Inga Dalrymple, In That Low Summer, 2011, oil on linen, 91 x 102 cm (courtesy of the artist)
Phillip J. Mellen interviews painter Inga Dalrymple about her work and process.
Asked about the relationship between her drawing and painting practices Dalrymple comments: "I don't think of drawing necessarily as something that goes straight into my paintings... they're kind of like a bit of a conversation... I tend to jump between [drawing and painting] a lot and I definitely see the two feeding off each other... I find my drawings a lot fresher and looser and more playful than my paintings but I see my paintings as the older, wiser adults of the two, the drawings on paper and in my sketchbooks are like the wild kids."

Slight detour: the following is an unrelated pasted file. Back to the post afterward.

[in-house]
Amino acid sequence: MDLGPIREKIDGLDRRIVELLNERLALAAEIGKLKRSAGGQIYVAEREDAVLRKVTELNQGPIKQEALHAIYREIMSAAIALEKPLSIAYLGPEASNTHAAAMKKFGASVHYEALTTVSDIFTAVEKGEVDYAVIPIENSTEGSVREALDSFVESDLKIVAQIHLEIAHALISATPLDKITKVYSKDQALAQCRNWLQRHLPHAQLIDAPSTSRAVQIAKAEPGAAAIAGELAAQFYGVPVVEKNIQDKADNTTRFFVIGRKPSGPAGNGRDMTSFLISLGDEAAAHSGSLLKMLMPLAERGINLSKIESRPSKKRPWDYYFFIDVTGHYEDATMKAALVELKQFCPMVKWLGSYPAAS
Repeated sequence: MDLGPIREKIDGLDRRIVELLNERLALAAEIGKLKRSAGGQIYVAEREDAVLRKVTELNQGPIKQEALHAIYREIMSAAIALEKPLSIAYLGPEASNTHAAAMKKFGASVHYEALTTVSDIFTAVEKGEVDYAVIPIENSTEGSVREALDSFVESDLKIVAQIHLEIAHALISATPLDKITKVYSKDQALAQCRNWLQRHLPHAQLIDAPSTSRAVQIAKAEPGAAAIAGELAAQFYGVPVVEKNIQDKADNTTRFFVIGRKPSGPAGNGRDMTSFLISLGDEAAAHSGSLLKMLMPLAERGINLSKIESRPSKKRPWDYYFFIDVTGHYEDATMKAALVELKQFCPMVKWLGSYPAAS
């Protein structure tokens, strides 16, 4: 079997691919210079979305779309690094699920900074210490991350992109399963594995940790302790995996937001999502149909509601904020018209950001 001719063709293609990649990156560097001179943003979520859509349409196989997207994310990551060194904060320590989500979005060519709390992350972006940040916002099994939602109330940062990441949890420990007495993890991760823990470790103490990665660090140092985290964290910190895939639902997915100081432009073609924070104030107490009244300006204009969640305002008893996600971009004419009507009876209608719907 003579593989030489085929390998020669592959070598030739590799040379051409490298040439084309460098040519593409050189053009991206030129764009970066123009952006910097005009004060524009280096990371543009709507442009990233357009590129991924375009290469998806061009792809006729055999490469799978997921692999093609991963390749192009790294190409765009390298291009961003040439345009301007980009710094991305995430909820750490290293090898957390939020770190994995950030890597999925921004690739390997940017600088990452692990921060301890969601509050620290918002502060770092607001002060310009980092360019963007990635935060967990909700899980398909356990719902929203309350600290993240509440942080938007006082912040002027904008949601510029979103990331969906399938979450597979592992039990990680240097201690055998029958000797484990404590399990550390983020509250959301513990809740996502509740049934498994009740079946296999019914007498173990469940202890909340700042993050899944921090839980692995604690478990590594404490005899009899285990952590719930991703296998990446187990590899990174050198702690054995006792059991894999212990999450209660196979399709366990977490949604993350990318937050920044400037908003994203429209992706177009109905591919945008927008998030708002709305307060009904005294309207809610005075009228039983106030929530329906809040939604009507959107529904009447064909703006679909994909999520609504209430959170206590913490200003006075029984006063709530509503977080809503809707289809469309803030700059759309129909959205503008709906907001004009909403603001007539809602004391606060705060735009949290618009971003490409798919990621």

Interview with painter Inga Dalrymple. Dalrymple discusses her studio practice and influences: "I don’t set out to paint something with an end game in mind. I regularly destroy paintings (by which I mean either scraping back, if I'm using oils, or repainting if I’m using acrylic) not because I don’t always like the results, but because I like how this services the painting. It's also a liberating way to work because then I don’t feel beholden to the original intention."
"I think a lot about graffiti and the way that the layering of spray paint over markers or posters or whatever creates a riot of mess but somehow, if you look closely, there can be a dazzling little discord going on..."
Edited by artist Brett Baker, Painters' Table highlights writing from the painting blogosphere as it is published and serves as a platform for exploring blogs that focus primarily on the subject of painting.